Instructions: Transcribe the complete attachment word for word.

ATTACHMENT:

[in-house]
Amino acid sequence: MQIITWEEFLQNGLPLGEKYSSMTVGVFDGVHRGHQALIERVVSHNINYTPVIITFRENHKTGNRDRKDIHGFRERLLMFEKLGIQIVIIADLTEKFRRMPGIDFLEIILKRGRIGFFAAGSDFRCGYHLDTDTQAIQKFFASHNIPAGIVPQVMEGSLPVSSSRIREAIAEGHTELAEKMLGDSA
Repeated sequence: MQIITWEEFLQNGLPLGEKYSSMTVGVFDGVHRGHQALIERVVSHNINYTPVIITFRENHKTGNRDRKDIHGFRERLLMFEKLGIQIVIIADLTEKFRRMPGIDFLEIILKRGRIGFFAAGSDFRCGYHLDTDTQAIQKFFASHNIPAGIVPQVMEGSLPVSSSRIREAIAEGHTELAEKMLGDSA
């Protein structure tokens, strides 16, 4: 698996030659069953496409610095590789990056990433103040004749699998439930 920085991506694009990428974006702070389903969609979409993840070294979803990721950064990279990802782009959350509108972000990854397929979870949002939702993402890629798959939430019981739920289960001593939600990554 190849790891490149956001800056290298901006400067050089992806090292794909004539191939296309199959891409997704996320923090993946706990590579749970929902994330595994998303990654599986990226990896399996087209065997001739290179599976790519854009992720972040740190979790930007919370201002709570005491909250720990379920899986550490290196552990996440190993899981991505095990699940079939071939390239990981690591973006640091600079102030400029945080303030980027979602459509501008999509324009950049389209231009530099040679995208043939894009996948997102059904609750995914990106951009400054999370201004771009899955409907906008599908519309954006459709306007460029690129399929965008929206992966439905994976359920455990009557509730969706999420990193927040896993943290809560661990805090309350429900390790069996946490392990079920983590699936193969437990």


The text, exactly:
[in-house]
Amino acid sequence: MQIITWEEFLQNGLPLGEKYSSMTVGVFDGVHRGHQALIERVVSHNINYTPVIITFRENHKTGNRDRKDIHGFRERLLMFEKLGIQIVIIADLTEKFRRMPGIDFLEIILKRGRIGFFAAGSDFRCGYHLDTDTQAIQKFFASHNIPAGIVPQVMEGSLPVSSSRIREAIAEGHTELAEKMLGDSA
Repeated sequence: MQIITWEEFLQNGLPLGEKYSSMTVGVFDGVHRGHQALIERVVSHNINYTPVIITFRENHKTGNRDRKDIHGFRERLLMFEKLGIQIVIIADLTEKFRRMPGIDFLEIILKRGRIGFFAAGSDFRCGYHLDTDTQAIQKFFASHNIPAGIVPQVMEGSLPVSSSRIREAIAEGHTELAEKMLGDSA
């Protein structure tokens, strides 16, 4: 698996030659069953496409610095590789990056990433103040004749699998439930 920085991506694009990428974006702070389903969609979409993840070294979803990721950064990279990802782009959350509108972000990854397929979870949002939702993402890629798959939430019981739920289960001593939600990554 190849790891490149956001800056290298901006400067050089992806090292794909004539191939296309199959891409997704996320923090993946706990590579749970929902994330595994998303990654599986990226990896399996087209065997001739290179599976790519854009992720972040740190979790930007919370201002709570005491909250720990379920899986550490290196552990996440190993899981991505095990699940079939071939390239990981690591973006640091600079102030400029945080303030980027979602459509501008999509324009950049389209231009530099040679995208043939894009996948997102059904609750995914990106951009400054999370201004771009899955409907906008599908519309954006459709306007460029690129399929965008929206992966439905994976359920455990009557509730969706999420990193927040896993943290809560661990805090309350429900390790069996946490392990079920983590699936193969437990």